Recording

Benjamin Booker: Explosive Debut for a Newcomer With an Old Soul

Blues rocker Benjamin Booker is on the road spreading the word about his eponymous debut—sometimes playing his own club dates, other times serving as Jack White’s opening act, even joining a few

Blues rocker Benjamin Booker is on the road spreading the word about his eponymous debut—sometimes playing his own club dates, other times serving as Jack White’s opening act, even joining a few summer festivals, as well. After his appearance at last month’s Lollapalooza in Chicago (where a bluesman is certainly preaching to the choir), Rolling Stone’s festival review said: “The young, New Orleans-based singer and guitar slinger has found a curiously cool cross between indie-rock distortion, grunge mumble and classic blues-rock that is best experienced live and turned up to 11.”

Well, Booker’s album is pretty great, too. His unusual gravelly, emotional voice has already been compared to Howlin’ Wolf’s because of its strange beauty (or beautiful strangeness). And this artist’s guitar work is riveting—dynamic, distorted, masterful.

Booker made his album in engineer/producer Andrija Tokic’s all-analog Bomb Shelter (East Nashville), where the young artist arrived last winter, bringing along just some of his well-written tunes and his only bandmate, drummer Max Norton.

“It was just the two of them at that point, and the studio is still a relatively new experience for them, so I didn’t want to overwhelm them with adjustments,” Tokic says. “So we kept it safe at the beginning. We just set up vocals, guitar, and drums and started there, recording just the two of them live.”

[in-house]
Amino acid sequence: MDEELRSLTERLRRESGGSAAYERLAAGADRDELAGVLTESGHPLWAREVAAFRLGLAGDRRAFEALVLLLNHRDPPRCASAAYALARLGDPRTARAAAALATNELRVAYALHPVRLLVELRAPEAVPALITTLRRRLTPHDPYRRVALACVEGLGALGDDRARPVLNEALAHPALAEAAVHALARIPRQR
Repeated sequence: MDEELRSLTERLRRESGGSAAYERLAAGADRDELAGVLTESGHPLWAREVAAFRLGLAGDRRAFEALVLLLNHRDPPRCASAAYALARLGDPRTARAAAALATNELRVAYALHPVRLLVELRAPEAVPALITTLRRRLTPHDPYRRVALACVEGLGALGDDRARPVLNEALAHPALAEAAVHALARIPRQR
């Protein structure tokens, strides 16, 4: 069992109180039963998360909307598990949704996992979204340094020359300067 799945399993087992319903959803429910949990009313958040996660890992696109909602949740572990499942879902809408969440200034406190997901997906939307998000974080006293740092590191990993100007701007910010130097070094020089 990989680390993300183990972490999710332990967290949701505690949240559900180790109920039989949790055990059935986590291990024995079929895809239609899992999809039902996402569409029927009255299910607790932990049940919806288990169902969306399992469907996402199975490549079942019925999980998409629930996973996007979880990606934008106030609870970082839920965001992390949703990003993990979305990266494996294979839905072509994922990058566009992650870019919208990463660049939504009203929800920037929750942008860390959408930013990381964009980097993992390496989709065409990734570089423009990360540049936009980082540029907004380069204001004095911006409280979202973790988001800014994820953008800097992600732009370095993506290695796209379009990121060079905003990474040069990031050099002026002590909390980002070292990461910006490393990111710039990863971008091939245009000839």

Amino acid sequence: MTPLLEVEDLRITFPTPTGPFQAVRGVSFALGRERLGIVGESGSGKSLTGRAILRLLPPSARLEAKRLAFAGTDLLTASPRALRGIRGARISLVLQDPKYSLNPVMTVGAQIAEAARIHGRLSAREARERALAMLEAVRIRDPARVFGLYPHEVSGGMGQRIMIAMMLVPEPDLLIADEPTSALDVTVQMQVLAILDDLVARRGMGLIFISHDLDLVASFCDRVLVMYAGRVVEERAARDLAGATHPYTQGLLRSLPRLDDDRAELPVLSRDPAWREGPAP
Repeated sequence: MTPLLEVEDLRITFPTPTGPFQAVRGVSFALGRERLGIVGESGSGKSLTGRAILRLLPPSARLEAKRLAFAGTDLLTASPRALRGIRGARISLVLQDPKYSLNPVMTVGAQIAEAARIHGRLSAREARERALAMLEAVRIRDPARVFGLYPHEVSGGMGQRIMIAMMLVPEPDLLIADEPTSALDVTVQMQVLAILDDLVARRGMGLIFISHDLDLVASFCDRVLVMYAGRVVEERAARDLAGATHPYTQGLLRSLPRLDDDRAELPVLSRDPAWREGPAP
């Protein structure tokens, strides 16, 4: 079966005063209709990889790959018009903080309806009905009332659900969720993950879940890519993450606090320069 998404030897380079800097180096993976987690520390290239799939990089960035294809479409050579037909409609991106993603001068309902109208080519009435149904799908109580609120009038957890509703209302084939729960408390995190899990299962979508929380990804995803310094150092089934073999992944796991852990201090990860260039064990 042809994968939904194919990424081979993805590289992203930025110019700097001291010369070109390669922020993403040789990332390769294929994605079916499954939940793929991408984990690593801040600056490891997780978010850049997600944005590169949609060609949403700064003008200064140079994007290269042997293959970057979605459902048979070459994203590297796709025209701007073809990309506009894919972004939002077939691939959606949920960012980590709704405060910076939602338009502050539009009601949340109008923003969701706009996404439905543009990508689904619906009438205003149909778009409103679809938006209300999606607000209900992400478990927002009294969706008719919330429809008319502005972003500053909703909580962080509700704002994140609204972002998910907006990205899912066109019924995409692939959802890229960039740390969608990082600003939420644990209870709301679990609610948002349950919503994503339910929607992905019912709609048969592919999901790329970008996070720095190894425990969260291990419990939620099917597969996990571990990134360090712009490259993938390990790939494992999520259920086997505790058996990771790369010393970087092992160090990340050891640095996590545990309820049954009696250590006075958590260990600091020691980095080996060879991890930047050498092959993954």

Tokic, whose recent credits also include Hurray for the Riff Raff and Alabama Shakes, set up Norton’s kit and Booker’s amps in his live room, and put Booker in a booth with sightlines into the main studio. Artist and producer experimented with various amps and instruments to suit the sound of each song. The main two guitars were a ’60s hollow-body Super Lynx Deluxe Vox, and an ’80s Ibanez Matsumoku Roadster.

“A buddy of mine runs a company called Philltone in Baltimore,” Tokic says. “He has a thing for making cheap guitars really cool, and he put in high-end wiring, replaced the bridge with graphite parts. It has these old Strat single-coil pickups and a ’70s Schaller Humbucker in it; it just sounds as ratty as it gets.

“We also used my Harmony amp and a Danelectro Calendar, which is basically a 15-inch speaker and a whole bunch of tubes,” Tokic continues. “They’re good amps for rock ’n’ roll because they’re refined enough to get a really solid tone, but if you push them, they break up with a lot of aggression. I think there was a Bassman 100 at one point, too; I disconnected a couple of those power tubes so it was easier to get it to break up.”


Andrija Tokic

Tracking to his MCI JH16 2-inch machine, Tokic placed one RCA overhead on Norton’s kit, a Neumann U 87 on kick, and a Shure 57 on snare. Booker’s vocal chain usually included a Neumann U 67 with an Altec tube preamp and a UA 175 compressor, but nothing was set in stone.